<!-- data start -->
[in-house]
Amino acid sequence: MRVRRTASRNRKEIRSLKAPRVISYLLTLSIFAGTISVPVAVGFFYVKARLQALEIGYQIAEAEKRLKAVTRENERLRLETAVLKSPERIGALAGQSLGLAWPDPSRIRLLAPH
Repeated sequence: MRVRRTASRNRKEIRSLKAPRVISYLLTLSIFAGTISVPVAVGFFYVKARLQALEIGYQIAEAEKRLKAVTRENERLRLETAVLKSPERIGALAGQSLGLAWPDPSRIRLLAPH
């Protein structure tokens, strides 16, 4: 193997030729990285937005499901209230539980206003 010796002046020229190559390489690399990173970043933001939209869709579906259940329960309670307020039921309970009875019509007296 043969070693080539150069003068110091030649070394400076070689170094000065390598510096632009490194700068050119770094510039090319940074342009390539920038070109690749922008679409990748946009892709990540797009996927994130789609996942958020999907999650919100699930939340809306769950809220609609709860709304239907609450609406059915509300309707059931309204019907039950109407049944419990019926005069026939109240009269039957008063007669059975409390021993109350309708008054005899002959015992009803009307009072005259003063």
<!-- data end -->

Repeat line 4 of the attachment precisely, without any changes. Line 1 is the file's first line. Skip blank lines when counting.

């Protein structure tokens, strides 16, 4: 193997030729990285937005499901209230539980206003 010796002046020229190559390489690399990173970043933001939209869709579906259940329960309670307020039921309970009875019509007296 043969070693080539150069003068110091030649070394400076070689170094000065390598510096632009490194700068050119770094510039090319940074342009390539920038070109690749922008679409990748946009892709990540797009996927994130789609996942958020999907999650919100699930939340809306769950809220609609709860709304239907609450609406059915509300309707059931309204019907039950109407049944419990019926005069026939109240009269039957008063007669059975409390021993109350309708008054005899002959015992009803009307009072005259003063």